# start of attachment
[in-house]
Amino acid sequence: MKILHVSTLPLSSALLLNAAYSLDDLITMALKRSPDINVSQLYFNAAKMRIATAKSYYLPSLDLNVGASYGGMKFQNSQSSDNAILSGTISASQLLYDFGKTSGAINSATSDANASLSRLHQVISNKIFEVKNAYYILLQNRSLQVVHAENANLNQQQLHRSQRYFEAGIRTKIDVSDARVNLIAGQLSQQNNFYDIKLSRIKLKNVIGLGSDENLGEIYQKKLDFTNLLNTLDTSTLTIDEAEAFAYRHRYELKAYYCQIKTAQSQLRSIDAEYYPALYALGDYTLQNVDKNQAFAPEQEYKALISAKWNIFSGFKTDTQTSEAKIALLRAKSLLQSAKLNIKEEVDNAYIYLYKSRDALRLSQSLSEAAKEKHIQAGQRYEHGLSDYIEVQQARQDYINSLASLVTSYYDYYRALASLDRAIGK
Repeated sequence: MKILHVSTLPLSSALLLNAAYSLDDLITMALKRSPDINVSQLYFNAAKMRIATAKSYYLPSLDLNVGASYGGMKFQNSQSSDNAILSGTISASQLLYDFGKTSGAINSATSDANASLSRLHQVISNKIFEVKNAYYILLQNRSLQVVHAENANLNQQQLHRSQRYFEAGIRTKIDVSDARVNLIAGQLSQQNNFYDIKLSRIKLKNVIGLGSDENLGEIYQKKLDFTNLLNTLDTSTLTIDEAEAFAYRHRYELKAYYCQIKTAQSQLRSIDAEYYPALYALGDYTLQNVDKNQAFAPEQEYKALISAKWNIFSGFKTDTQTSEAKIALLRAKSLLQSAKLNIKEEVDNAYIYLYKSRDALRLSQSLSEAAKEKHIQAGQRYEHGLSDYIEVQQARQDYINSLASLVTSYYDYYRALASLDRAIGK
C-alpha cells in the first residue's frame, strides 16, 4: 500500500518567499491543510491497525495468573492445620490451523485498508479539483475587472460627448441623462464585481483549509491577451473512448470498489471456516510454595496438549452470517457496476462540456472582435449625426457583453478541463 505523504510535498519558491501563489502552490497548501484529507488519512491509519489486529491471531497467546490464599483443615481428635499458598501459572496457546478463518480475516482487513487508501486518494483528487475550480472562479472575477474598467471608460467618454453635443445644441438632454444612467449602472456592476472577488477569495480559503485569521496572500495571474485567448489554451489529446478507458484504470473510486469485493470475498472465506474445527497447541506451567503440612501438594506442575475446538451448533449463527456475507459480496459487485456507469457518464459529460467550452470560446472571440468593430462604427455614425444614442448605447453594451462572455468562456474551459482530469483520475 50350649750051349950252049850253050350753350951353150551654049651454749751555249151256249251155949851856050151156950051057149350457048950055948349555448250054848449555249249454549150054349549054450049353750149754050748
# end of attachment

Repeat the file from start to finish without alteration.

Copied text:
[in-house]
Amino acid sequence: MKILHVSTLPLSSALLLNAAYSLDDLITMALKRSPDINVSQLYFNAAKMRIATAKSYYLPSLDLNVGASYGGMKFQNSQSSDNAILSGTISASQLLYDFGKTSGAINSATSDANASLSRLHQVISNKIFEVKNAYYILLQNRSLQVVHAENANLNQQQLHRSQRYFEAGIRTKIDVSDARVNLIAGQLSQQNNFYDIKLSRIKLKNVIGLGSDENLGEIYQKKLDFTNLLNTLDTSTLTIDEAEAFAYRHRYELKAYYCQIKTAQSQLRSIDAEYYPALYALGDYTLQNVDKNQAFAPEQEYKALISAKWNIFSGFKTDTQTSEAKIALLRAKSLLQSAKLNIKEEVDNAYIYLYKSRDALRLSQSLSEAAKEKHIQAGQRYEHGLSDYIEVQQARQDYINSLASLVTSYYDYYRALASLDRAIGK
Repeated sequence: MKILHVSTLPLSSALLLNAAYSLDDLITMALKRSPDINVSQLYFNAAKMRIATAKSYYLPSLDLNVGASYGGMKFQNSQSSDNAILSGTISASQLLYDFGKTSGAINSATSDANASLSRLHQVISNKIFEVKNAYYILLQNRSLQVVHAENANLNQQQLHRSQRYFEAGIRTKIDVSDARVNLIAGQLSQQNNFYDIKLSRIKLKNVIGLGSDENLGEIYQKKLDFTNLLNTLDTSTLTIDEAEAFAYRHRYELKAYYCQIKTAQSQLRSIDAEYYPALYALGDYTLQNVDKNQAFAPEQEYKALISAKWNIFSGFKTDTQTSEAKIALLRAKSLLQSAKLNIKEEVDNAYIYLYKSRDALRLSQSLSEAAKEKHIQAGQRYEHGLSDYIEVQQARQDYINSLASLVTSYYDYYRALASLDRAIGK
C-alpha cells in the first residue's frame, strides 16, 4: 500500500518567499491543510491497525495468573492445620490451523485498508479539483475587472460627448441623462464585481483549509491577451473512448470498489471456516510454595496438549452470517457496476462540456472582435449625426457583453478541463 505523504510535498519558491501563489502552490497548501484529507488519512491509519489486529491471531497467546490464599483443615481428635499458598501459572496457546478463518480475516482487513487508501486518494483528487475550480472562479472575477474598467471608460467618454453635443445644441438632454444612467449602472456592476472577488477569495480559503485569521496572500495571474485567448489554451489529446478507458484504470473510486469485493470475498472465506474445527497447541506451567503440612501438594506442575475446538451448533449463527456475507459480496459487485456507469457518464459529460467550452470560446472571440468593430462604427455614425444614442448605447453594451462572455468562456474551459482530469483520475 50350649750051349950252049850253050350753350951353150551654049651454749751555249151256249251155949851856050151156950051057149350457048950055948349555448250054848449555249249454549150054349549054450049353750149754050748